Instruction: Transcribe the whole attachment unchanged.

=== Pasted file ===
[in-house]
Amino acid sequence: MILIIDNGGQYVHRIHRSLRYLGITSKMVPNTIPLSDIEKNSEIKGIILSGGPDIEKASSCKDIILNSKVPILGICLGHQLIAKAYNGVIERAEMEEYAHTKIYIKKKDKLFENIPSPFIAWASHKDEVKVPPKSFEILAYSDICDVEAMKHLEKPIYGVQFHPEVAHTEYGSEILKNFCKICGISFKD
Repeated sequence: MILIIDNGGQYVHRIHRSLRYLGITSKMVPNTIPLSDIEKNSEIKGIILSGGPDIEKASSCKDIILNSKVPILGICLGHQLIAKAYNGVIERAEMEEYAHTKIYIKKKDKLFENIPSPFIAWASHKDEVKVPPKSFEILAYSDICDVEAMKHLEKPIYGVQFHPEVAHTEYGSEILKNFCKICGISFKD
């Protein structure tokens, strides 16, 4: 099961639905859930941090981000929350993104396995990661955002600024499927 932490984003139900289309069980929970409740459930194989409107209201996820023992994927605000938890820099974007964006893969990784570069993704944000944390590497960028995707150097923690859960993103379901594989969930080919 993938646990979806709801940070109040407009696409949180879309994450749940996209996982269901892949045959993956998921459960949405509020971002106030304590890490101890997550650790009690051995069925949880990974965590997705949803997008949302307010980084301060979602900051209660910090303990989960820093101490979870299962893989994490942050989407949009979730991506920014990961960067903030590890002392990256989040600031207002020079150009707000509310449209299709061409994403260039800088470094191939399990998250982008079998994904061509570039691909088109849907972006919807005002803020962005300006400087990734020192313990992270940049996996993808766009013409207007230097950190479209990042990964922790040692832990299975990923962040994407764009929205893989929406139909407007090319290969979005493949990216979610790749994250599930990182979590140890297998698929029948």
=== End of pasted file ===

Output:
[in-house]
Amino acid sequence: MILIIDNGGQYVHRIHRSLRYLGITSKMVPNTIPLSDIEKNSEIKGIILSGGPDIEKASSCKDIILNSKVPILGICLGHQLIAKAYNGVIERAEMEEYAHTKIYIKKKDKLFENIPSPFIAWASHKDEVKVPPKSFEILAYSDICDVEAMKHLEKPIYGVQFHPEVAHTEYGSEILKNFCKICGISFKD
Repeated sequence: MILIIDNGGQYVHRIHRSLRYLGITSKMVPNTIPLSDIEKNSEIKGIILSGGPDIEKASSCKDIILNSKVPILGICLGHQLIAKAYNGVIERAEMEEYAHTKIYIKKKDKLFENIPSPFIAWASHKDEVKVPPKSFEILAYSDICDVEAMKHLEKPIYGVQFHPEVAHTEYGSEILKNFCKICGISFKD
């Protein structure tokens, strides 16, 4: 099961639905859930941090981000929350993104396995990661955002600024499927 932490984003139900289309069980929970409740459930194989409107209201996820023992994927605000938890820099974007964006893969990784570069993704944000944390590497960028995707150097923690859960993103379901594989969930080919 993938646990979806709801940070109040407009696409949180879309994450749940996209996982269901892949045959993956998921459960949405509020971002106030304590890490101890997550650790009690051995069925949880990974965590997705949803997008949302307010980084301060979602900051209660910090303990989960820093101490979870299962893989994490942050989407949009979730991506920014990961960067903030590890002392990256989040600031207002020079150009707000509310449209299709061409994403260039800088470094191939399990998250982008079998994904061509570039691909088109849907972006919807005002803020962005300006400087990734020192313990992270940049996996993808766009013409207007230097950190479209990042990964922790040692832990299975990923962040994407764009929205893989929406139909407007090319290969979005493949990216979610790749994250599930990182979590140890297998698929029948």